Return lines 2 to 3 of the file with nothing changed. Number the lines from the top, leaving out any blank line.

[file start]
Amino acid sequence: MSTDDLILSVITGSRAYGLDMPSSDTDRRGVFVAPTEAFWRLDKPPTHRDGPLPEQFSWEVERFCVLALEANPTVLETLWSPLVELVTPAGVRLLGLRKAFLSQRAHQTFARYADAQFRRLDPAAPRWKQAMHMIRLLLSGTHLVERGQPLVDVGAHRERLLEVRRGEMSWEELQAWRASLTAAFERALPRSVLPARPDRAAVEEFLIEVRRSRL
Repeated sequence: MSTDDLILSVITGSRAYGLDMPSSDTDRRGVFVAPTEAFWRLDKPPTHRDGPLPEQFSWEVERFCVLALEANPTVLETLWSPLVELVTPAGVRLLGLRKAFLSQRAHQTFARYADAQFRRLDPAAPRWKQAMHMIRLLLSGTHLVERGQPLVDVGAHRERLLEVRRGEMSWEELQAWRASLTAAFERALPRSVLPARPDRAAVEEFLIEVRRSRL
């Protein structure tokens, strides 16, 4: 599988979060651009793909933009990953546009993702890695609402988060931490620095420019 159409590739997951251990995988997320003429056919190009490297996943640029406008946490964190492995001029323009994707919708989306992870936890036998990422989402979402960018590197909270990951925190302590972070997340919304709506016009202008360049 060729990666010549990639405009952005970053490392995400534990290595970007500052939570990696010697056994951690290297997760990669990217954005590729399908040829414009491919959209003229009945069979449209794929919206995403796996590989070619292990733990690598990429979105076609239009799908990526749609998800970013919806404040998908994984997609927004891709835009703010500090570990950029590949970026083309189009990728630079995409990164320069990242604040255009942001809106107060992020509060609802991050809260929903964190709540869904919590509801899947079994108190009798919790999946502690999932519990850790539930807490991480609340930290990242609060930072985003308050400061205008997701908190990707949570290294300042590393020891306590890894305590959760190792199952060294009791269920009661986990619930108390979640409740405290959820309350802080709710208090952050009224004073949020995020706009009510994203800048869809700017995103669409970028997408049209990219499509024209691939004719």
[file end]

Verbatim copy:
Repeated sequence: MSTDDLILSVITGSRAYGLDMPSSDTDRRGVFVAPTEAFWRLDKPPTHRDGPLPEQFSWEVERFCVLALEANPTVLETLWSPLVELVTPAGVRLLGLRKAFLSQRAHQTFARYADAQFRRLDPAAPRWKQAMHMIRLLLSGTHLVERGQPLVDVGAHRERLLEVRRGEMSWEELQAWRASLTAAFERALPRSVLPARPDRAAVEEFLIEVRRSRL
């Protein structure tokens, strides 16, 4: 599988979060651009793909933009990953546009993702890695609402988060931490620095420019 159409590739997951251990995988997320003429056919190009490297996943640029406008946490964190492995001029323009994707919708989306992870936890036998990422989402979402960018590197909270990951925190302590972070997340919304709506016009202008360049 060729990666010549990639405009952005970053490392995400534990290595970007500052939570990696010697056994951690290297997760990669990217954005590729399908040829414009491919959209003229009945069979449209794929919206995403796996590989070619292990733990690598990429979105076609239009799908990526749609998800970013919806404040998908994984997609927004891709835009703010500090570990950029590949970026083309189009990728630079995409990164320069990242604040255009942001809106107060992020509060609802991050809260929903964190709540869904919590509801899947079994108190009798919790999946502690999932519990850790539930807490991480609340930290990242609060930072985003308050400061205008997701908190990707949570290294300042590393020891306590890894305590959760190792199952060294009791269920009661986990619930108390979640409740405290959820309350802080709710208090952050009224004073949020995020706009009510994203800048869809700017995103669409970028997408049209990219499509024209691939004719």